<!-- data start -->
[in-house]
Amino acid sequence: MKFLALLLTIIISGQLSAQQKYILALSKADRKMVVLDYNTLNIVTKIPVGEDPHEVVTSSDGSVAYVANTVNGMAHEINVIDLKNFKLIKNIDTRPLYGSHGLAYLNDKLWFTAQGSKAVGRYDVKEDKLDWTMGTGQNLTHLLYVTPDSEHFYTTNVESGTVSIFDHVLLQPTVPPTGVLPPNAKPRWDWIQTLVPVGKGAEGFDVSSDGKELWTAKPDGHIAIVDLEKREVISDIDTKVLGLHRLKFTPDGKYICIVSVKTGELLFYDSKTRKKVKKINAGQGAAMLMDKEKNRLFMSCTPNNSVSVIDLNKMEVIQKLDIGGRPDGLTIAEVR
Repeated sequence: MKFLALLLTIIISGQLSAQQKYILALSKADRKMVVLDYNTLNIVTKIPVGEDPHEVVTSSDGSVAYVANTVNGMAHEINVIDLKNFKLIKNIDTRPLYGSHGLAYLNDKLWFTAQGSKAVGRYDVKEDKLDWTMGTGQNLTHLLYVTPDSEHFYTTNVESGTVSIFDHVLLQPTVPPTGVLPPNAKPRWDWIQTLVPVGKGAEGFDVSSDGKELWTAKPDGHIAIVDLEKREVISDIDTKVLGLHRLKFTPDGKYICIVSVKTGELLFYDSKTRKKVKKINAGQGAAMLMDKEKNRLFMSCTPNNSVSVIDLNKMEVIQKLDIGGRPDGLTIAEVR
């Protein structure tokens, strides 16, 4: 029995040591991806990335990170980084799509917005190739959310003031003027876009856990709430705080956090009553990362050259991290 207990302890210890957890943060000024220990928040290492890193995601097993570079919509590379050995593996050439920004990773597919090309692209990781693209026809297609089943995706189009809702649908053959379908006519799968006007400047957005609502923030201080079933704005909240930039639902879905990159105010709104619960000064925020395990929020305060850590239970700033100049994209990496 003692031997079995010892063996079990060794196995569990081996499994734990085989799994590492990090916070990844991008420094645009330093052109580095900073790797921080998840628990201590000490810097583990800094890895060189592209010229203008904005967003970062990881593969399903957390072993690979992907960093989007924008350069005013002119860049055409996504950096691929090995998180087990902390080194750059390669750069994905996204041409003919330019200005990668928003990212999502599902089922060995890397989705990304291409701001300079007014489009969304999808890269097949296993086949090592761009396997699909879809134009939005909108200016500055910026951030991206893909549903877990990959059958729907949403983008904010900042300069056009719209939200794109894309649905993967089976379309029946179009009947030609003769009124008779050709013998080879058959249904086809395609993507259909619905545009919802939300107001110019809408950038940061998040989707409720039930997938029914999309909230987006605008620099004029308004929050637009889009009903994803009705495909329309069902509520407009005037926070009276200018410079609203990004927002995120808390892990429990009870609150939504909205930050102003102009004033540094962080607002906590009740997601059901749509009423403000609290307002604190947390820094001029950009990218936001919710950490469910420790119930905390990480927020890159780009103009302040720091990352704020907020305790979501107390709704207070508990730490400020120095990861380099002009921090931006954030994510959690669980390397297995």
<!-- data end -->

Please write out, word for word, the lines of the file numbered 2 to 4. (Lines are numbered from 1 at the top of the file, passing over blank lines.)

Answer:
Amino acid sequence: MKFLALLLTIIISGQLSAQQKYILALSKADRKMVVLDYNTLNIVTKIPVGEDPHEVVTSSDGSVAYVANTVNGMAHEINVIDLKNFKLIKNIDTRPLYGSHGLAYLNDKLWFTAQGSKAVGRYDVKEDKLDWTMGTGQNLTHLLYVTPDSEHFYTTNVESGTVSIFDHVLLQPTVPPTGVLPPNAKPRWDWIQTLVPVGKGAEGFDVSSDGKELWTAKPDGHIAIVDLEKREVISDIDTKVLGLHRLKFTPDGKYICIVSVKTGELLFYDSKTRKKVKKINAGQGAAMLMDKEKNRLFMSCTPNNSVSVIDLNKMEVIQKLDIGGRPDGLTIAEVR
Repeated sequence: MKFLALLLTIIISGQLSAQQKYILALSKADRKMVVLDYNTLNIVTKIPVGEDPHEVVTSSDGSVAYVANTVNGMAHEINVIDLKNFKLIKNIDTRPLYGSHGLAYLNDKLWFTAQGSKAVGRYDVKEDKLDWTMGTGQNLTHLLYVTPDSEHFYTTNVESGTVSIFDHVLLQPTVPPTGVLPPNAKPRWDWIQTLVPVGKGAEGFDVSSDGKELWTAKPDGHIAIVDLEKREVISDIDTKVLGLHRLKFTPDGKYICIVSVKTGELLFYDSKTRKKVKKINAGQGAAMLMDKEKNRLFMSCTPNNSVSVIDLNKMEVIQKLDIGGRPDGLTIAEVR
């Protein structure tokens, strides 16, 4: 029995040591991806990335990170980084799509917005190739959310003031003027876009856990709430705080956090009553990362050259991290 207990302890210890957890943060000024220990928040290492890193995601097993570079919509590379050995593996050439920004990773597919090309692209990781693209026809297609089943995706189009809702649908053959379908006519799968006007400047957005609502923030201080079933704005909240930039639902879905990159105010709104619960000064925020395990929020305060850590239970700033100049994209990496 003692031997079995010892063996079990060794196995569990081996499994734990085989799994590492990090916070990844991008420094645009330093052109580095900073790797921080998840628990201590000490810097583990800094890895060189592209010229203008904005967003970062990881593969399903957390072993690979992907960093989007924008350069005013002119860049055409996504950096691929090995998180087990902390080194750059390669750069994905996204041409003919330019200005990668928003990212999502599902089922060995890397989705990304291409701001300079007014489009969304999808890269097949296993086949090592761009396997699909879809134009939005909108200016500055910026951030991206893909549903877990990959059958729907949403983008904010900042300069056009719209939200794109894309649905993967089976379309029946179009009947030609003769009124008779050709013998080879058959249904086809395609993507259909619905545009919802939300107001110019809408950038940061998040989707409720039930997938029914999309909230987006605008620099004029308004929050637009889009009903994803009705495909329309069902509520407009005037926070009276200018410079609203990004927002995120808390892990429990009870609150939504909205930050102003102009004033540094962080607002906590009740997601059901749509009423403000609290307002604190947390820094001029950009990218936001919710950490469910420790119930905390990480927020890159780009103009302040720091990352704020907020305790979501107390709704207070508990730490400020120095990861380099002009921090931006954030994510959690669980390397297995």